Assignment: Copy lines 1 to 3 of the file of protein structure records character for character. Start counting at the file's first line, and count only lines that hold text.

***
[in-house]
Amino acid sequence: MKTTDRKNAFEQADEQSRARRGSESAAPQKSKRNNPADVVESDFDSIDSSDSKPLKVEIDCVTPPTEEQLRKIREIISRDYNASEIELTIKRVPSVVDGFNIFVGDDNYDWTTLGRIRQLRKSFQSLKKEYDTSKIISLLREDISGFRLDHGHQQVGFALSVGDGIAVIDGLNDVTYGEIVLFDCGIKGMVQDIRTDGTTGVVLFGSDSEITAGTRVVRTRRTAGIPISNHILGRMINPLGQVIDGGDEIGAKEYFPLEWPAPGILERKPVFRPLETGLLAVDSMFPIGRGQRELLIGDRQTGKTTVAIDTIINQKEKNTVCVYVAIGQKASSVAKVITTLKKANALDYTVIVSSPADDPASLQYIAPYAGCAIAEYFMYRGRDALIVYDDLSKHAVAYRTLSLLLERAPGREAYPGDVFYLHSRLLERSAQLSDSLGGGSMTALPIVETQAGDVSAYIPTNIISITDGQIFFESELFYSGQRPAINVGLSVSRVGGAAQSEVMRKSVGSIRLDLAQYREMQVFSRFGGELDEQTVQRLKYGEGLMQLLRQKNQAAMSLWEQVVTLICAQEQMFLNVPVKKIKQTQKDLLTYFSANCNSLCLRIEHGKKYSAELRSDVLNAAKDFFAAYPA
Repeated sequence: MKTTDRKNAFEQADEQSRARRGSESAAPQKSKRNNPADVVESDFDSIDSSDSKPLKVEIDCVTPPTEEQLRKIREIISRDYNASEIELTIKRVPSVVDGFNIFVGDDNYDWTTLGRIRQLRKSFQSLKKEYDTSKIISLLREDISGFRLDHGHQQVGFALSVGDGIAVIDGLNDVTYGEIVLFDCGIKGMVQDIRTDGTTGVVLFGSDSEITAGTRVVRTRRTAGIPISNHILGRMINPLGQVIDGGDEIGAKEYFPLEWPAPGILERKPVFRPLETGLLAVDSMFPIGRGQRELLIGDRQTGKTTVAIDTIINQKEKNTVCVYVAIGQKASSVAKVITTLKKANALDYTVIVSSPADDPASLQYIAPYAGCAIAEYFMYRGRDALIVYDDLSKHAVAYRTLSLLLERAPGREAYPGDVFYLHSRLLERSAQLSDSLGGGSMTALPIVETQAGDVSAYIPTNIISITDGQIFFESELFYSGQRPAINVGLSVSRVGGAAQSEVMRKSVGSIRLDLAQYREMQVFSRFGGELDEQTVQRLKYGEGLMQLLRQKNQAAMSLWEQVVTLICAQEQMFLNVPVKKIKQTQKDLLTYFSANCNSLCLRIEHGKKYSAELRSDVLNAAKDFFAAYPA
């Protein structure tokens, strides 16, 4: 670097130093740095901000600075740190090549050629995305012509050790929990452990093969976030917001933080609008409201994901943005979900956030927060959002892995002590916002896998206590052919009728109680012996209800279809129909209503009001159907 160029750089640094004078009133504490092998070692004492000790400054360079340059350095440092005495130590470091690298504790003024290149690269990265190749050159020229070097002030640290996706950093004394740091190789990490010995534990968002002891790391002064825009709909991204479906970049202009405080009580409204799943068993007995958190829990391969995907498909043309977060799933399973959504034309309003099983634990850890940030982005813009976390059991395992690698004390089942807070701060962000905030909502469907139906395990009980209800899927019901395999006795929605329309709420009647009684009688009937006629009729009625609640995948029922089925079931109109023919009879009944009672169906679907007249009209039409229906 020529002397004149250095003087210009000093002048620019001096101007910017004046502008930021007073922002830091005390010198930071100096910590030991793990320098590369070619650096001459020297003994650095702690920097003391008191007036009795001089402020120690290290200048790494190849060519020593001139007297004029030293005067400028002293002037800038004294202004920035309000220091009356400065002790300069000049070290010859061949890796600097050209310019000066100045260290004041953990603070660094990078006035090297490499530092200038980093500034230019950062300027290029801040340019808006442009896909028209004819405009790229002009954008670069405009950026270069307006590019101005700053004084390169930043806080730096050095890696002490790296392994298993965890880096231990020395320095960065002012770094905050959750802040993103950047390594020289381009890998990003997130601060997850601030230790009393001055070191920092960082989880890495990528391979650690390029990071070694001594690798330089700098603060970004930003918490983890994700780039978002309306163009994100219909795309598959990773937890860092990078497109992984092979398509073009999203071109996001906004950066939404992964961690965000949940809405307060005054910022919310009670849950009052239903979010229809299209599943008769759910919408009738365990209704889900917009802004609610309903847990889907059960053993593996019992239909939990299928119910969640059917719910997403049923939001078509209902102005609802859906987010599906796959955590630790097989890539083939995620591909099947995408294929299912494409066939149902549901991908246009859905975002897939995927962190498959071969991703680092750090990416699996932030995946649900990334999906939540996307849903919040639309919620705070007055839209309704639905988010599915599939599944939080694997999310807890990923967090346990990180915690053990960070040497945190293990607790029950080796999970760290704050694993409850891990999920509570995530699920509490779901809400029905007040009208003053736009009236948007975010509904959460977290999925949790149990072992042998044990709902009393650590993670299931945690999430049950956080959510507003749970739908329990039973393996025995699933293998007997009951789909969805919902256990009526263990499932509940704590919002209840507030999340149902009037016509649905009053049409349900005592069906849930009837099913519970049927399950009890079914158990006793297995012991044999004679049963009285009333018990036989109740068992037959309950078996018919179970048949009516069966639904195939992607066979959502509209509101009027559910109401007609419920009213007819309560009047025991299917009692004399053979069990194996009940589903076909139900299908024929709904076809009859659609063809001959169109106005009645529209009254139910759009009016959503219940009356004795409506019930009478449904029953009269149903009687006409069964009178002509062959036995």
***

[in-house]
Amino acid sequence: MKTTDRKNAFEQADEQSRARRGSESAAPQKSKRNNPADVVESDFDSIDSSDSKPLKVEIDCVTPPTEEQLRKIREIISRDYNASEIELTIKRVPSVVDGFNIFVGDDNYDWTTLGRIRQLRKSFQSLKKEYDTSKIISLLREDISGFRLDHGHQQVGFALSVGDGIAVIDGLNDVTYGEIVLFDCGIKGMVQDIRTDGTTGVVLFGSDSEITAGTRVVRTRRTAGIPISNHILGRMINPLGQVIDGGDEIGAKEYFPLEWPAPGILERKPVFRPLETGLLAVDSMFPIGRGQRELLIGDRQTGKTTVAIDTIINQKEKNTVCVYVAIGQKASSVAKVITTLKKANALDYTVIVSSPADDPASLQYIAPYAGCAIAEYFMYRGRDALIVYDDLSKHAVAYRTLSLLLERAPGREAYPGDVFYLHSRLLERSAQLSDSLGGGSMTALPIVETQAGDVSAYIPTNIISITDGQIFFESELFYSGQRPAINVGLSVSRVGGAAQSEVMRKSVGSIRLDLAQYREMQVFSRFGGELDEQTVQRLKYGEGLMQLLRQKNQAAMSLWEQVVTLICAQEQMFLNVPVKKIKQTQKDLLTYFSANCNSLCLRIEHGKKYSAELRSDVLNAAKDFFAAYPA
Repeated sequence: MKTTDRKNAFEQADEQSRARRGSESAAPQKSKRNNPADVVESDFDSIDSSDSKPLKVEIDCVTPPTEEQLRKIREIISRDYNASEIELTIKRVPSVVDGFNIFVGDDNYDWTTLGRIRQLRKSFQSLKKEYDTSKIISLLREDISGFRLDHGHQQVGFALSVGDGIAVIDGLNDVTYGEIVLFDCGIKGMVQDIRTDGTTGVVLFGSDSEITAGTRVVRTRRTAGIPISNHILGRMINPLGQVIDGGDEIGAKEYFPLEWPAPGILERKPVFRPLETGLLAVDSMFPIGRGQRELLIGDRQTGKTTVAIDTIINQKEKNTVCVYVAIGQKASSVAKVITTLKKANALDYTVIVSSPADDPASLQYIAPYAGCAIAEYFMYRGRDALIVYDDLSKHAVAYRTLSLLLERAPGREAYPGDVFYLHSRLLERSAQLSDSLGGGSMTALPIVETQAGDVSAYIPTNIISITDGQIFFESELFYSGQRPAINVGLSVSRVGGAAQSEVMRKSVGSIRLDLAQYREMQVFSRFGGELDEQTVQRLKYGEGLMQLLRQKNQAAMSLWEQVVTLICAQEQMFLNVPVKKIKQTQKDLLTYFSANCNSLCLRIEHGKKYSAELRSDVLNAAKDFFAAYPA